Spousal Benefit Amounts: How does SSA figure it out?

Spousal Benefit Amounts: How does SSA figure it out?

The current or previous spouse will receive the Social Security benefits when the husband or wife dies, though it always depends on certain circumstances. But you can still collect a Social Security spousal benefit even if there’s no death that occurred. You can collect the spousal benefit equal to half of what your spouse gets as long as it’s higher than what you can get on your own. 

Spousal Benefit Eligibility

Both current and ex-spouses have eligibility for the spousal benefit. If you are an ex-spouse, you should have not remarried and should have been married for over 10 years. To file or receive a spousal benefit, you must be of age 62 or until you are at full retirement age. You will maximize your benefit by waiting for the age of 67 but that’s depending on when you were born.

You must wait until your spouse files for their own benefit if you are a current spouse. For ex-spouses, different rules apply. As long as your ex-spouse is at the age of 62 or older, and even if your ex-spouse hasn’t filed for his or her own benefits, you can still receive a spousal benefit.

How much can you get?

As calculated at your spouse’s full retirement age, or FRA, you can collect 50 percent of the amount of your spouse’s Social Security benefit, or based on your own earnings record you can claim a Social Security benefit. The one with the higher amount upon Social Security’s calculation will be the one you will receive. Since FRA depends on the year of birth, you should check the Social Security website to determine it. 

Let’s say you were born on or before January 1, 1954, you can choose once you reach your FRA that filing a restricted application is the only way you can receive the spousal benefit. If you will do this, your benefits can continue to grow but you will delay receiving your retirement benefits based on your own earnings record. This option is no longer available if you were born any later than January 1, 1954.

How can benefits be affected with early retirement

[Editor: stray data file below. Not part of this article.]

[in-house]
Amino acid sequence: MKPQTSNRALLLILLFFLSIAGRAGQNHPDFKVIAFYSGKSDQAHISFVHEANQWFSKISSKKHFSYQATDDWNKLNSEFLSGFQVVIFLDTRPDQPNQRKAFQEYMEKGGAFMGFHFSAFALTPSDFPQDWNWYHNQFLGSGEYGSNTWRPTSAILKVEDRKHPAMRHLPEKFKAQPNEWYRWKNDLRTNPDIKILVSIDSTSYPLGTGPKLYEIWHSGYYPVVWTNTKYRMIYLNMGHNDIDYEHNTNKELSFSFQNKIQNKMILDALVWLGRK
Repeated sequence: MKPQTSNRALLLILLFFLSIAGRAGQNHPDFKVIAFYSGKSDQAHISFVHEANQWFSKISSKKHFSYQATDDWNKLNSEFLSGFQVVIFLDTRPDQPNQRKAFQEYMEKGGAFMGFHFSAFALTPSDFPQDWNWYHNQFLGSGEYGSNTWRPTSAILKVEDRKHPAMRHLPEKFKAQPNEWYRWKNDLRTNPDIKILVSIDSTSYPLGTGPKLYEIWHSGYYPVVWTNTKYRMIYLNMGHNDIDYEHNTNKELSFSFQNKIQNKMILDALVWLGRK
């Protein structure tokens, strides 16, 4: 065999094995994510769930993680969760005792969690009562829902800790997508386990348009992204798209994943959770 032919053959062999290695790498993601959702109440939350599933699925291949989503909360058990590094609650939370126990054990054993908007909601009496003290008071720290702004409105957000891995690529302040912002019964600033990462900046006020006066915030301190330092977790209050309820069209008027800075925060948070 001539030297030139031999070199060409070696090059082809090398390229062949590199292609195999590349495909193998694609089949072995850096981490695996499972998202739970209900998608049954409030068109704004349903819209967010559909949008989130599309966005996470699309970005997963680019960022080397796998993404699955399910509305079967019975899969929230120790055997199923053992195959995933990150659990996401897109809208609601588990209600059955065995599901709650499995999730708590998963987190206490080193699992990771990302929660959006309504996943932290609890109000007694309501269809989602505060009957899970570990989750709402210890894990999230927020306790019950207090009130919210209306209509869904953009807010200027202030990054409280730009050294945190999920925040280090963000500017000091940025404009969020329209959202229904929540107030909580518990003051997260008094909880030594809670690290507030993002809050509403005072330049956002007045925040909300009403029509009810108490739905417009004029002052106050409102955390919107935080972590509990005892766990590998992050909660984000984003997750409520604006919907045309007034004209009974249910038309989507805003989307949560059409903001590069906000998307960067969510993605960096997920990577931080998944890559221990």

Unless you are in a situation in which you are caring for a qualifying child, your benefit will be permanently lower if you begin collecting a spousal benefit before you reach your FRA. This is just like losing a part of your own benefit when you are retiring early. Your benefit will be reduced by as much as 35.6% depending on how early you had your retirement. By putting in various early retirement ages on the website of the Social Security Administration, you can get the exact percentage. 

Both you and your spouse should consider the long-term effects carefully if either of you are considering taking the Social Security benefits early. You will have permanently reduced the survivor benefit and will significantly reduce the benefits that may be paid out over your lifetime for either of you who will be eligible. 

When and how married couples should collect the benefits should be coordinated and agreed upon by both parties. If you want to see how it works, you can use an advanced Social Security calculator and run these numbers yourself. 

What if you will become a widow or widower?

You can collect a survivor’s benefit as early as 60 years old -- if your spouse dies. If you have reached FRA, you will be eligible for the full amount of the deceased’s benefit or the maximum benefit. Depending on how much over 60 you are, the benefit will be reduced by 71.5%-99% before you reach FRA.

Restricting the application to file for either your own benefit or your survivor’s benefit and switching to the other amount later is possible for if you are either a widow or a widower. If your widow benefit is lesser than your own benefit amount at the age of 70, you have the option to do this. You can switch at the age of 70 to your own benefit but you could claim the widow benefit for several years before doing so. 

There are more benefits that can be collected for workers who delay collecting their Social Security until they reach the age of 70. The benefit will act as a powerful form of life insurance when married couples will choose to maximize the higher-earning person’s benefit by delaying. In order to optimize the survivor and spousal benefit, married couples should work together in making decisions.

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